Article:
An atheist professor said Tuesday that it’s acceptable to criticize Christians but not Muslims, because he does not “fear” retaliation from Christians. “I know what keeps me from critiquing Islam on my blog is just fear,” Phil Zuckerman said at a discussion on religious liberty at Georgetown University in Washington, D.C. “I’ve got three kids. “So I know I can say anything about Christianity or Mormonism, and I’m not living in fear, which is a testament to Christianity and Mormonism, and that’s wonderful. Thank you,” said Zuckerman, who is a self-described atheist and professor of secular studies at Pitzer College in Claremont, Calif." Atheist: 'Okay For Those on The Left to Critique, Mock, Deride Christianity, But Islam Gets a Free Pass'
Professor Zuckerman’s quote showed up on my newsfeed about a week ago, but I doubt anyone would really see it as “news.” After all, it has become quite clear over the last few years that Christianity (and sometimes Judaism) has become the target of most attacks on religion. Muslims are largely being left alone by Atheists and others.
What is interesting is that this particular professor states that the reason that he does not criticize Muslims is because of fear of the harm that they may cause to him. Whether CAIR or any other Islamic organization wants to acknowledge it or not, the fear is certainly justified. While it is true that most Muslims live quiet, law-abiding lives, a significant number of Muslims have demonstrated that they are willing to commit violence against people who insult their religion or its founder or its god. Even according to a very pro-Islam site, Encountering the World of Islam, “ninety-three percent (93%) of Muslims do not support extremist views of terrorism.” If 93% of Muslims do not support extremist views of terrorism, then 7% do support those views. In a world of more than two billion Muslims (8 million in the U.S. alone), that means there are 140 million Muslims around the world who support extremist views of terrorism (560,000 in the United States). So, I think that Professor Zuckerman has some justification behind his concerns that saying or writing too much negative about Muslims could result in provoking an Islamic radical or someone else who believes “infidels” should be killed for insulting Islam, its founder or its god.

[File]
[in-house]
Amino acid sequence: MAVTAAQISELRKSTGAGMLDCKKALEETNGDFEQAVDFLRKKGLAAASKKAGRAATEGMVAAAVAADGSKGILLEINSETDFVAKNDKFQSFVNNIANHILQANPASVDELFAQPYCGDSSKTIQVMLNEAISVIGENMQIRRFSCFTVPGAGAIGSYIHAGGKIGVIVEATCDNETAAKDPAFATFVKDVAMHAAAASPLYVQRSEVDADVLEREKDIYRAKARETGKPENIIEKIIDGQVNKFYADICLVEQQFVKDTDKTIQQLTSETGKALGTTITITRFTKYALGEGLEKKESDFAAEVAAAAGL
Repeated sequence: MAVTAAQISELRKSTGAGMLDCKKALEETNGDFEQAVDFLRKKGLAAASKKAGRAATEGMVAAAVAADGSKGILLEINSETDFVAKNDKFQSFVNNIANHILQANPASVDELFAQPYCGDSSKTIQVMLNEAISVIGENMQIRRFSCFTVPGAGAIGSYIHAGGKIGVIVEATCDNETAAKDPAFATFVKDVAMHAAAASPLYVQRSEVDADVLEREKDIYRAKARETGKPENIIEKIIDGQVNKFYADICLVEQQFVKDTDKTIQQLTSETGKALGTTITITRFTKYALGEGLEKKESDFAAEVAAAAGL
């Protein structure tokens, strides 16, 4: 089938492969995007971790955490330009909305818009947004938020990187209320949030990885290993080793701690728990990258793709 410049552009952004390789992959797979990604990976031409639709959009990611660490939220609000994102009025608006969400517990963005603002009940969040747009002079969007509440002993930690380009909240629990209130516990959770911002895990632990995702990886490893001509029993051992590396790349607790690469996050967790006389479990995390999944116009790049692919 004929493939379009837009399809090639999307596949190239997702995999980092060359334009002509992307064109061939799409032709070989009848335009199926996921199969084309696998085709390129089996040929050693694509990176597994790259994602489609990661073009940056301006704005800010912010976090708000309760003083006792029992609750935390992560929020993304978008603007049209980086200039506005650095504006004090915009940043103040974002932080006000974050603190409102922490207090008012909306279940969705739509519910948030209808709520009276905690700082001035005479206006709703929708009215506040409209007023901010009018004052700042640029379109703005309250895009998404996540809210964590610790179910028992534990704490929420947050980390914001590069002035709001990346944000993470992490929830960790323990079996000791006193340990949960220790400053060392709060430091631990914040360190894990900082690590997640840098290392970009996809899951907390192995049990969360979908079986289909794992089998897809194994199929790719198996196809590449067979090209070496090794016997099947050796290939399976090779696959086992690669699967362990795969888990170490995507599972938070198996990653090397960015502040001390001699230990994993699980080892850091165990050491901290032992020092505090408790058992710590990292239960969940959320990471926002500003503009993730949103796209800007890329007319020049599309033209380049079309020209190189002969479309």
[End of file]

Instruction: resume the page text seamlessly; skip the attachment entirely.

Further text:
Make no mistake about it, people who identify as atheists are every bit as likely to be subjected to brutal treatment at the hands of Islamic radicals as Christians – at least, that’s what the study commissioned by Humanists claim. According to a Reuters news release,
Atheists and other religious skeptics suffer persecution or discrimination in many parts of the world and in at least seven nations can be executed if their beliefs become known, according to a report issued on Monday. The study, from the International Humanist and Ethical Union (IHEU), showed that "unbelievers" in Islamic countries face the most severe - sometimes brutal - treatment at the hands of the state and adherents of the official religion.Now, Atheists, as I understand them, don’t believe in God, a god or gods, and certainly believe the world would be better off without people adhering to a belief in God. The New Atheists (fun-loving characters that they are) go even farther sharing “a belief that religion should not simply be tolerated but should be countered, criticized and exposed by rational argument wherever its influence arises.” So, it would seem reasonable that while Atheists would not trust Christians of any stripe because they hold to what they views as an antiquated belief in God, they would feel less warmly towards Muslims because countries where Muslims are in control are, by the Atheists’ own study, the place where Atheists “face the most severe – sometimes brutal – treatment at the hands of the state and adherents of official religion.” One might suspect that they would feel less warm towards Muslims because, like Doctor Zuckerman, they are fearful of saying things critical of Islam, its founder or its god in the same way they do against Christians, Jesus or God.